on the technology.

The FBI has been known to use PC-spying technology since at least 1999, 
when a court ruled the bureau could break into reputed mobster Nicodemo 
Scarfo's office to plant a covert keystroke logger on his computer. But 
it wasn't until 2001 that the FBI's plans to use hacker-style 
computer-intrusion techniques emerged in a report by MSNBC.com. The 
report described an FBI program called "Magic Lantern" that uses 
deceptive e-mail attachments and operating-system vulnerabilities to 
infiltrate a target system. The FBI later confirmed the program, and 
called it a "workbench project" that had not been deployed.

No cases have been publicly linked to such a capability until now, says 
David Sobel, a Washington, D.C., attorney with the Electronic Frontier 
Foundation. "It might just be that the defense lawyers are not 
sufficiently sophisticated to have their ears perk up when this 
methodology is revealed in a prosecution," says Sobel. "I think it's 
safe to say the use of such a technique raises novel and unresolved 
legal issues."

The June affidavit doesn't reveal whether the CIPAV can be configured to 
monitor keystrokes, or to allow the FBI real-time access to the 
computer's hard drive, like typical Trojan malware used by computer 
criminals. It notes that the "commands, processes, capabilities and ... 
configuration" of the CIPAV is "classified as a law enforcement 
sensitive investigative technique, the disclosure of which would likely 
jeopardize other ongoing investigations and/or future use of the 
technique."

The document is also silent as to how the spyware infiltrates the 
target's computer. In the Washington case, the FBI delivered the program 
through MySpace's messaging system, which allows HTML and embedded 
images. The FBI might have simply tricked the suspect into downloading 
and opening an executable file, says Roger Thompson, CTO of security 
vendor Exploit Prevention Labs. But the bureau could also have exploited 
one of the legion of web browser vulnerabilities discovered by 
computer-security researchers and cybercrooks -- or even used one of its 
own.

"It's quite possible the FBI knows about vulnerabilities that have not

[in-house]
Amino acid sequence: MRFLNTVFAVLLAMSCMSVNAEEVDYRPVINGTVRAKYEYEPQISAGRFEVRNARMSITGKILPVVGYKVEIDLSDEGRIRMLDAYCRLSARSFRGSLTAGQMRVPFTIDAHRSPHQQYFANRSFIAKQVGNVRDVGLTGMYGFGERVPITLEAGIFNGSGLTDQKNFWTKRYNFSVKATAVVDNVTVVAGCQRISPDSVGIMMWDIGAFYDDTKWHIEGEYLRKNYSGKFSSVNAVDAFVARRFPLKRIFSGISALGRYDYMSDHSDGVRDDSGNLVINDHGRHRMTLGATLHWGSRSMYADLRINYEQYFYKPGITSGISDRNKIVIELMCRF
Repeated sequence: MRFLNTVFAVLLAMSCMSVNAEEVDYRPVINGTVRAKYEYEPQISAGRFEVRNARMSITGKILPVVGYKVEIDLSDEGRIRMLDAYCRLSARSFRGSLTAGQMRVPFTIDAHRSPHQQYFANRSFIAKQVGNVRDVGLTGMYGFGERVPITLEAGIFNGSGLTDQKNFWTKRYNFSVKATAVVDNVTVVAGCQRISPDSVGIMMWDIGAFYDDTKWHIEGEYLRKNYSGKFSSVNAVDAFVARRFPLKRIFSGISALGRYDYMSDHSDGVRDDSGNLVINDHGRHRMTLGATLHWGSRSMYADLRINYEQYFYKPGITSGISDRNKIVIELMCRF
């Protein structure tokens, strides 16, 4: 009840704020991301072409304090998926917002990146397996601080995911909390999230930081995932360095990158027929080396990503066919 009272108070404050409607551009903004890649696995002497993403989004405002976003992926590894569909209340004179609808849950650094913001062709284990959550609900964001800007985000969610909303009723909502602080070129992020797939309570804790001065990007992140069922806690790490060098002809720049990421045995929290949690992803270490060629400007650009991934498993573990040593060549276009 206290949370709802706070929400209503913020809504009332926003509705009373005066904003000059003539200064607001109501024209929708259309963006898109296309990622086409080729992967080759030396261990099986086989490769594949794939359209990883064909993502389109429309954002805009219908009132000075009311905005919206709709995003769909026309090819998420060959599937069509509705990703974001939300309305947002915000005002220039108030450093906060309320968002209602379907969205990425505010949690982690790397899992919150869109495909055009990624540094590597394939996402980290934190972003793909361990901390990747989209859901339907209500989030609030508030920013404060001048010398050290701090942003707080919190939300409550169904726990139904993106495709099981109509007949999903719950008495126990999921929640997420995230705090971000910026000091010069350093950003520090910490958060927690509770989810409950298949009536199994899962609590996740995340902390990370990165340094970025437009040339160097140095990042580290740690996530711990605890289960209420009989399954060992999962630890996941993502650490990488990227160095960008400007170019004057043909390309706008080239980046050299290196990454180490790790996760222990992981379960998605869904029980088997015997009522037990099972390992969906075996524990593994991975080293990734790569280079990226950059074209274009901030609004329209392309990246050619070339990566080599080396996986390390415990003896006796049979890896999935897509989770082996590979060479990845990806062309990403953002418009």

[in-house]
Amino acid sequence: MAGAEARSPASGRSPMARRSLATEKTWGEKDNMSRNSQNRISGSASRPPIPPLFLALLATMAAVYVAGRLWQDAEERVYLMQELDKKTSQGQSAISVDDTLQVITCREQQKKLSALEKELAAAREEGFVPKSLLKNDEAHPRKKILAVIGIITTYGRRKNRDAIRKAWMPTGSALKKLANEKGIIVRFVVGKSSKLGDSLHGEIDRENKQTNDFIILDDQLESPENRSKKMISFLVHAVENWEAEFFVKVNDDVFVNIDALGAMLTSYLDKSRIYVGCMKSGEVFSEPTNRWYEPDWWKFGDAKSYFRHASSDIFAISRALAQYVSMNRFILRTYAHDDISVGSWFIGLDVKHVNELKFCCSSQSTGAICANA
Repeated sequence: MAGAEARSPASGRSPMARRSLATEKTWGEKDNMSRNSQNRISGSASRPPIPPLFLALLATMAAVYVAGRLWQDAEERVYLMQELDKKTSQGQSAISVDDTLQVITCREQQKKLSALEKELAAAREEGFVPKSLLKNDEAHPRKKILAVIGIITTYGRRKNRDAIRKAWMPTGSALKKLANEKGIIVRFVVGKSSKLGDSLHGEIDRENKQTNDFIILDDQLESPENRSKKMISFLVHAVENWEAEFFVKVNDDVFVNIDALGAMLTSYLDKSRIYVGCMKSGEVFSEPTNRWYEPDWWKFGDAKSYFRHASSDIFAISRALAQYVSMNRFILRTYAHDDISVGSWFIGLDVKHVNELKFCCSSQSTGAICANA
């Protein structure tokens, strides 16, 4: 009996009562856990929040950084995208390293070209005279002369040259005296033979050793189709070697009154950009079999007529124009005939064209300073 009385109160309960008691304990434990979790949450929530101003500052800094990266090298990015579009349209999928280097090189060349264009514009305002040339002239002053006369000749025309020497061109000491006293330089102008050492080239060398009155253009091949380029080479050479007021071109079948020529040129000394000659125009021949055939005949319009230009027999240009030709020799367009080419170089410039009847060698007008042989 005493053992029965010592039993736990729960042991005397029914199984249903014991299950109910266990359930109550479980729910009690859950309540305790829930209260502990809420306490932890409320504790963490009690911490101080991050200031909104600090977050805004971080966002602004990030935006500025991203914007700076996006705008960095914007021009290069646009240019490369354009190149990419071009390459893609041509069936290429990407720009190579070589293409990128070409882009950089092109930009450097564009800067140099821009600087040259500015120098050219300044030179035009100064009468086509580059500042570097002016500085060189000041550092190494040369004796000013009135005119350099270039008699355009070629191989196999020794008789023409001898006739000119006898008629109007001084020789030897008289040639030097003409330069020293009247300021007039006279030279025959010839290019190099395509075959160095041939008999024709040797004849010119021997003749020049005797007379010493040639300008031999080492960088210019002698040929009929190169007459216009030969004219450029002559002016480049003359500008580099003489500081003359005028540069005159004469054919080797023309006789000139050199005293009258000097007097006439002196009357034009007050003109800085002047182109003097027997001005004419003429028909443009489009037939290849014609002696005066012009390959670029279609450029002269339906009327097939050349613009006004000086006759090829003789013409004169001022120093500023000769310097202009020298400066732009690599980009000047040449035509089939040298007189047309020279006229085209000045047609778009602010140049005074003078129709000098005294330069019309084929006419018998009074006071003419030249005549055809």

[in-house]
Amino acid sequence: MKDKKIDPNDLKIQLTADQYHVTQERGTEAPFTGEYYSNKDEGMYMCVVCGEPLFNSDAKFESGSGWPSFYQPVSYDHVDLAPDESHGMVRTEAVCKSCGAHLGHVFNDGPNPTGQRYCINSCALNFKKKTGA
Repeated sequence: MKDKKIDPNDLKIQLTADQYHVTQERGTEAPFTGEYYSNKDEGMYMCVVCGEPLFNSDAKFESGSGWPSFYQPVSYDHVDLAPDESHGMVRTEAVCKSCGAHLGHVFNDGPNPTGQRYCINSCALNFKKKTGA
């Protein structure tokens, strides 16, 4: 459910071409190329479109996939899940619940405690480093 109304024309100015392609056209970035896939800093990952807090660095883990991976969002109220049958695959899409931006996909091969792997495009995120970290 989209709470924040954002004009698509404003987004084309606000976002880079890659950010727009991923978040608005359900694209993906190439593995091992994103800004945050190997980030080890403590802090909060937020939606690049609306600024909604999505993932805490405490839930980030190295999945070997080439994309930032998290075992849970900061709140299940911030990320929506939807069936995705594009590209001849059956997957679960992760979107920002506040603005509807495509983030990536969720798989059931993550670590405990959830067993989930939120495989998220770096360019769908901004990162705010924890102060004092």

been disclosed to the rest of the world," says Thompson. "If they had 
discovered one, they would not have disclosed it, and that would be a 
great way to get stuff on people's computer. Then I guess they can bug 
whoever they want."

The FBI's 2008 budget request hints at the bureau's efforts in the 
hacking arena, including $220,000 sought to "purchase highly specialized 
equipment and technical tools used for covert (and) overt search and 
seizure forensic operations. This funding will allow the technology 
challenges (sic) including bypass, defeat or compromise of computer 
systems."

With the FBI in the business of hacking, security companies are in a 
tight place. Thompson's LinkScanner product, for example, scans web 
pages for security exploits, and warns the customer if one is found. How 
would his company respond if the FBI asked him to turn a blind eye to 
CIPAV? He says he's never fielded such a request. "That would put us in 
a very difficult position," Thompson says. "I don't know what I'd say."

The Washington case unfolded May 30, when a handwritten bomb threat 
prompted the evacuation of Timberline High School in Lacey, Washington. 
No bomb was found.

On June 4, a second bomb threat was e-mailed to the school from a Gmail 
account that had been newly created under the name of an innocent 
student. "I will be blowing up your school Monday, June 4, 2007," the 
message read. "There are 4 bombs planted throughout Timberline high 
school. One in the math hall, library hall, main office and one